Bob Glauber has been Newsday's national football columnist since 1992. He was Newsday's football writer covering the Jets Show More
The stuffed bear sits in the top corner of Justin Pugh’s locker and hasn’t moved since the fourth-year guard took ownership of it in 2014. A symbol of the Giants’ Super Bowl runs in 2007 and 2011, the bear accompanied the team for each of its playoff games in those years but has not traveled since.
Pugh hopes the day will come next month when the bear comes out of its playoff hibernation.
“We’ll see,” he said after Thursday’s practice. “We’ve still got to get there. [The bear] is good mojo.”
Most players have no idea the bear is even in Pugh’s locker, let alone the symbolism it carries.
“I haven’t seen it,” safety Landon Collins said Thursday.
The bear is actually an ottoman that Carmen Pizzano, who works in the Giants’ video department, brought in one day during the 2007 season after his wife told him to throw it out.
“I’m a big fan of bears,” said Pizzano, who has a large tattoo of a bear on the upper part of his right arm.
Why bears? “They’re big like me, they party all summer and sleep all winter . . . So my sister-in-law had given me this bear for Christmas. We were in a little condo in Clifton [New Jersey] and we had a kid and my niece would come over. One of the kids tripped over it and got hurt, and my wife said, ‘Get this thing out of here. Throw it out.’ ”
So he brought the bear to the Giants’ practice facility, which was at Giants Stadium back then. “I brought it in as a gag,’’ he said, “and threw it in [guard] Rich Seubert’s locker.”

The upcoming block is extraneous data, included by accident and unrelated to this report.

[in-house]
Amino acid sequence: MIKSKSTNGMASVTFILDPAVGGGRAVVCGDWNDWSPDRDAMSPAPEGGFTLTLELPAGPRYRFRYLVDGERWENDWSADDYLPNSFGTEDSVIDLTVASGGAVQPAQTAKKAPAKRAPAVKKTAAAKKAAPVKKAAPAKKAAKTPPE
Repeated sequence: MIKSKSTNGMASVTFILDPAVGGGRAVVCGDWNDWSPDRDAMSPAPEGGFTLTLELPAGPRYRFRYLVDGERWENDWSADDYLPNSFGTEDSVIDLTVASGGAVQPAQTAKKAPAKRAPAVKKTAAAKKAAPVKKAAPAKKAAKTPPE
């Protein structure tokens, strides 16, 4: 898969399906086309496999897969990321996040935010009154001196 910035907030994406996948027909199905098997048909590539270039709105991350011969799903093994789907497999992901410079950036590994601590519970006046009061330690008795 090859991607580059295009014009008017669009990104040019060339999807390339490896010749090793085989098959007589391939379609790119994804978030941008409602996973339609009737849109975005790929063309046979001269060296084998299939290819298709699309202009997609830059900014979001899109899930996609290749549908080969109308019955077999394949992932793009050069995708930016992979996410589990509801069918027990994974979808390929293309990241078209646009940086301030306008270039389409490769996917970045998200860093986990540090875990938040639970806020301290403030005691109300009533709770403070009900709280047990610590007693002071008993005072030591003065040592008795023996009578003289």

Seubert eventually transferred ownership to right tackle Kareem McKenzie, who then made one of the Giants’ younger offensive linemen bring the bear to each of the Giants’ four playoff games that year, including the trip to Phoenix for what would be the Giants’ astonishing 17-14 win over the previously unbeaten Patriots in Super Bowl XLII.
In 2011, McKenzie had then-rookie tackle James Brewer take the bear for the Giants’ playoff run, which ended with another win over the Patriots, this time in Indianapolis in Super Bowl XLVI.
Shortly after Brewer was released in 2015, Pizzano asked Pugh to come into his office.
“I took the bear back into possession, but I said this has too much history. It has to stick around in the locker room,” Pizzano said. “So I called Pugh in and I said, ‘Listen, I’m about to bestow on you this honor.’ He’s like, ‘What are you talking about?’ I said, ‘I’m choosing you to carry on the tradition about the bear.’ He said he was honored to have it and honored to take it.”
Now he wants to give it to someone else, which would mean the bear is back in business if the Giants indeed qualify for the playoffs.
He has someone in mind, too. “Brett Jones looks like he’s ready to carry the bear,” Pugh quipped.
That’s news to Jones. “Oh, really?” he said. “I didn’t know that.”
The degree of difficulty in getting to the playoffs will go up exponentially for the Giants (8-3) during the next five games, as they will face four teams that would be in the playoffs if the season ended today. The fifth is against the Eagles in Philadelphia.
Up next: the 6-5 Steelers in Pittsburgh. After that, it’s Dallas and Detroit at home before they finish the season at Philadelphia and at Washington.
The Giants have won six straight games, but only one of the wins came against a team that currently has a winning record (Baltimore). They aren’t apologizing for winning, though.
“All of our games are tough,” defensive end Olivier Vernon said. “I’m not going to knock any of the wins that we’ve accumulated over this time. I just know going on the road again, it’s not going to be an easy one.”
Pugh, who is recovering from a sprained MCL and expects to return in time for next week’s game against the Cowboys, is hungry for a playoff run and hopeful that the symbol of the Giants’ last two championship seasons can play a part.
“That thing has never moved,” he said. “Hopefully we can bring him on the road with us.”